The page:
German expert calls for actions against climate change

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A German expert called for strengthened actions against global warming Friday, days before the United Nations Climate Change Conference in Doha next week.

"With the current pledges made by countries and their measures, we are on the course of 3.5 or 4 degrees Celsius warming towards the end of the century," said professor Hans Joachim Schellnhuber, director of Potsdam Institute for Climate Impact Research (PIK).

"We have to avoid that," urged Schellnhuber, who is also the Chairman of German Advisory Council on Global Change, an advisory body for German federal government.

"A four-degree-Celsius-increase world would be one of unprecedented heat waves, severe drought, and major floods in many regions, with serious impacts on ecosystems and associated services," warned a report conducted by PIK and Berlin-based Climate Analytics for the World Bank.

In Copenhagen Climate Change Conference 2009, the target of global warming by 2100 was set at below 2 degrees Celsius, compared with the level in the pre-industrialization time.

Representatives from nearly 200 countries will gather at Doha next week for the 18th Conference of Parties to United Nations Framework Convention on Climate Change.

"We have technical means for the goal of 2 degrees Celsius, we have probably even the money for doing that, but we do not have the political will so far," said Schellnhuber.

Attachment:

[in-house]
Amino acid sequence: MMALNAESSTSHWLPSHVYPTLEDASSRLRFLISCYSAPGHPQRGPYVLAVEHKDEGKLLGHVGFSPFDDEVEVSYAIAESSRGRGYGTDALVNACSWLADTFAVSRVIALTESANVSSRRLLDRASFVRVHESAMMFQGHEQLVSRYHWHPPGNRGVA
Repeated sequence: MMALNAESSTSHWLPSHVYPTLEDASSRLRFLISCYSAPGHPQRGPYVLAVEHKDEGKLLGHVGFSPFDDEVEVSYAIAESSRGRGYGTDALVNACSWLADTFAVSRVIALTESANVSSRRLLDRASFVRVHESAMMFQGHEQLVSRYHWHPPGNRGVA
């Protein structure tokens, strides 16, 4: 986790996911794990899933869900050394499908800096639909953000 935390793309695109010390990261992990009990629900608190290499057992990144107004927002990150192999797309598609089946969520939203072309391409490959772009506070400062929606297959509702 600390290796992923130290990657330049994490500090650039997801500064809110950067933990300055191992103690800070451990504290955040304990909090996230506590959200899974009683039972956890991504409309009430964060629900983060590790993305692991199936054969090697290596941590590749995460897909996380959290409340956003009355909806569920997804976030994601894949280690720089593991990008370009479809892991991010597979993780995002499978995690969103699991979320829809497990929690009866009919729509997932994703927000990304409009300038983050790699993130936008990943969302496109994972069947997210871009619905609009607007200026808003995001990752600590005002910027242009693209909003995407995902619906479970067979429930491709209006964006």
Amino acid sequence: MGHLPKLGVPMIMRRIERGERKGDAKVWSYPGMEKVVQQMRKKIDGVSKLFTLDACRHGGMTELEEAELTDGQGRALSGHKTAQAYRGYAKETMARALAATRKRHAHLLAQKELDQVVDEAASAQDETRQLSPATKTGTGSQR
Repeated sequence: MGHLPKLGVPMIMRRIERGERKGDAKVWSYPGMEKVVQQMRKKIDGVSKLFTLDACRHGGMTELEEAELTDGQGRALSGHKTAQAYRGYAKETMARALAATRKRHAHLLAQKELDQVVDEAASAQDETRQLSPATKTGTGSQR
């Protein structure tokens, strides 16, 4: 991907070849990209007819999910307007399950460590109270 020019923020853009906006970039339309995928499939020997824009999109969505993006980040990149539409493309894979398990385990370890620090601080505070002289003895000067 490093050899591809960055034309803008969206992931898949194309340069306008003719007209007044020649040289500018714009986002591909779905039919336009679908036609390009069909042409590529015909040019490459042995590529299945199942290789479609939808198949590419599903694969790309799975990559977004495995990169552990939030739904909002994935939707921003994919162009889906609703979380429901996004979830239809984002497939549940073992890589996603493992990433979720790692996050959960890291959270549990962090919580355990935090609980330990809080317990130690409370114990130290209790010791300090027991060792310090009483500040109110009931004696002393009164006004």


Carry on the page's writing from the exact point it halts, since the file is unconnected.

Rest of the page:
At the Climate Change Conference 2011 in Durban, South Africa, parties agreed to start from 2013 the second commitment period of Kyoto Protocol, the only legally binding treaty for emission reduction currently.

A protocol, another legal instrument or an agreed outcome with legal force under the Convention applicable to all parties, was also decided to be set no later than 2015 and to be implemented from 2020.

The following two climate change negotiations this year in Bonn, Germany and Bangkok, Thailand, however, failed to see progress in agreement on climate protection.

Developed and developing countries could not reach consensus either on the length of the second commitment period or even the principle to which should be respected in the new legal instrument set to come into force from 2020.

"If we cannot solve this problem today, we will solve it in ten years, but in ten years, it will be too late," said Schellnhuber, "you cannot negotiate with nature, while we are quarreling, nature will just march on."

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